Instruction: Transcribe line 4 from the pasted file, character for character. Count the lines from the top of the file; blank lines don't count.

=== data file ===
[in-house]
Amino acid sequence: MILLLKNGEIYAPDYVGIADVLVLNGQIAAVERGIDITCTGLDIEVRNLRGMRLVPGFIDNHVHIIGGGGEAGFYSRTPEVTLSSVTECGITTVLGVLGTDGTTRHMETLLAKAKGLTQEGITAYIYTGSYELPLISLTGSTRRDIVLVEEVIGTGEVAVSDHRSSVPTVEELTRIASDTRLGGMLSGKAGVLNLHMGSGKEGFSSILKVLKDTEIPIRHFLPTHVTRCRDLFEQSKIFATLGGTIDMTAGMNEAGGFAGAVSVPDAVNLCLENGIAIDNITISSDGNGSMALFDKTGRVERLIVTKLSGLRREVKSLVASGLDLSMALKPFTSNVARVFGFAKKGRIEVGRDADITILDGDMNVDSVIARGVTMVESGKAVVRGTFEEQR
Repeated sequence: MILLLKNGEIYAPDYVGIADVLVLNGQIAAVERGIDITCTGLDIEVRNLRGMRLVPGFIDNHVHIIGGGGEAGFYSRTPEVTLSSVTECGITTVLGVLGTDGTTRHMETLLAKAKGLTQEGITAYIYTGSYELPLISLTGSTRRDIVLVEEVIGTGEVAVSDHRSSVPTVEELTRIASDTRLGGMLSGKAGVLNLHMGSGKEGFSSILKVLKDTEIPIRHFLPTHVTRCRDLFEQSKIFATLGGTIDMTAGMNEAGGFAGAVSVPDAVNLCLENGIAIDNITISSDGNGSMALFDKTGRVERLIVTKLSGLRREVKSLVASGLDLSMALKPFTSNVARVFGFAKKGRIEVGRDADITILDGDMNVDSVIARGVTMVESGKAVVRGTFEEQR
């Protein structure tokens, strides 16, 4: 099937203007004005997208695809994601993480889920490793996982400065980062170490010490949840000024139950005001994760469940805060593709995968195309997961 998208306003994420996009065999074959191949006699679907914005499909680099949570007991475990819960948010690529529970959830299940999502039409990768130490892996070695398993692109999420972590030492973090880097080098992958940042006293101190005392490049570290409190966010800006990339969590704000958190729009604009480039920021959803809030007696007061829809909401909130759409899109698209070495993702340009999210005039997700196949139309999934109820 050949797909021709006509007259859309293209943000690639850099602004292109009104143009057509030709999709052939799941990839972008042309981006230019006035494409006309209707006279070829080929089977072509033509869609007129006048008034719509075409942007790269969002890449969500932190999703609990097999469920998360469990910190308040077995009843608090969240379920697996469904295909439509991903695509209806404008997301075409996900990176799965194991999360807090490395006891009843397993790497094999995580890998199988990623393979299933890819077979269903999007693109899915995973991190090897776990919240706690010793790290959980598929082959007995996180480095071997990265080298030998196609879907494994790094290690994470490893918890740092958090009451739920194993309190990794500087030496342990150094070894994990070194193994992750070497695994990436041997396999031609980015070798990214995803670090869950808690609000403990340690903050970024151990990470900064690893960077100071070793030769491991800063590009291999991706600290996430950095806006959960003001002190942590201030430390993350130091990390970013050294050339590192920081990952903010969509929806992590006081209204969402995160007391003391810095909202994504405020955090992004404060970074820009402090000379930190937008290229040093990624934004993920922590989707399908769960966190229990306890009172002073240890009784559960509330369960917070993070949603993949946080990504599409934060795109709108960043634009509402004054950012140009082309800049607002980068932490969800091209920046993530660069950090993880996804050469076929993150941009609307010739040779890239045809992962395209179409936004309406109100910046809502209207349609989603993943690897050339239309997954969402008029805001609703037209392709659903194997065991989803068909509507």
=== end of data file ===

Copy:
């Protein structure tokens, strides 16, 4: 099937203007004005997208695809994601993480889920490793996982400065980062170490010490949840000024139950005001994760469940805060593709995968195309997961 998208306003994420996009065999074959191949006699679907914005499909680099949570007991475990819960948010690529529970959830299940999502039409990768130490892996070695398993692109999420972590030492973090880097080098992958940042006293101190005392490049570290409190966010800006990339969590704000958190729009604009480039920021959803809030007696007061829809909401909130759409899109698209070495993702340009999210005039997700196949139309999934109820 050949797909021709006509007259859309293209943000690639850099602004292109009104143009057509030709999709052939799941990839972008042309981006230019006035494409006309209707006279070829080929089977072509033509869609007129006048008034719509075409942007790269969002890449969500932190999703609990097999469920998360469990910190308040077995009843608090969240379920697996469904295909439509991903695509209806404008997301075409996900990176799965194991999360807090490395006891009843397993790497094999995580890998199988990623393979299933890819077979269903999007693109899915995973991190090897776990919240706690010793790290959980598929082959007995996180480095071997990265080298030998196609879907494994790094290690994470490893918890740092958090009451739920194993309190990794500087030496342990150094070894994990070194193994992750070497695994990436041997396999031609980015070798990214995803670090869950808690609000403990340690903050970024151990990470900064690893960077100071070793030769491991800063590009291999991706600290996430950095806006959960003001002190942590201030430390993350130091990390970013050294050339590192920081990952903010969509929806992590006081209204969402995160007391003391810095909202994504405020955090992004404060970074820009402090000379930190937008290229040093990624934004993920922590989707399908769960966190229990306890009172002073240890009784559960509330369960917070993070949603993949946080990504599409934060795109709108960043634009509402004054950012140009082309800049607002980068932490969800091209920046993530660069950090993880996804050469076929993150941009609307010739040779890239045809992962395209179409936004309406109100910046809502209207349609989603993943690897050339239309997954969402008029805001609703037209392709659903194997065991989803068909509507």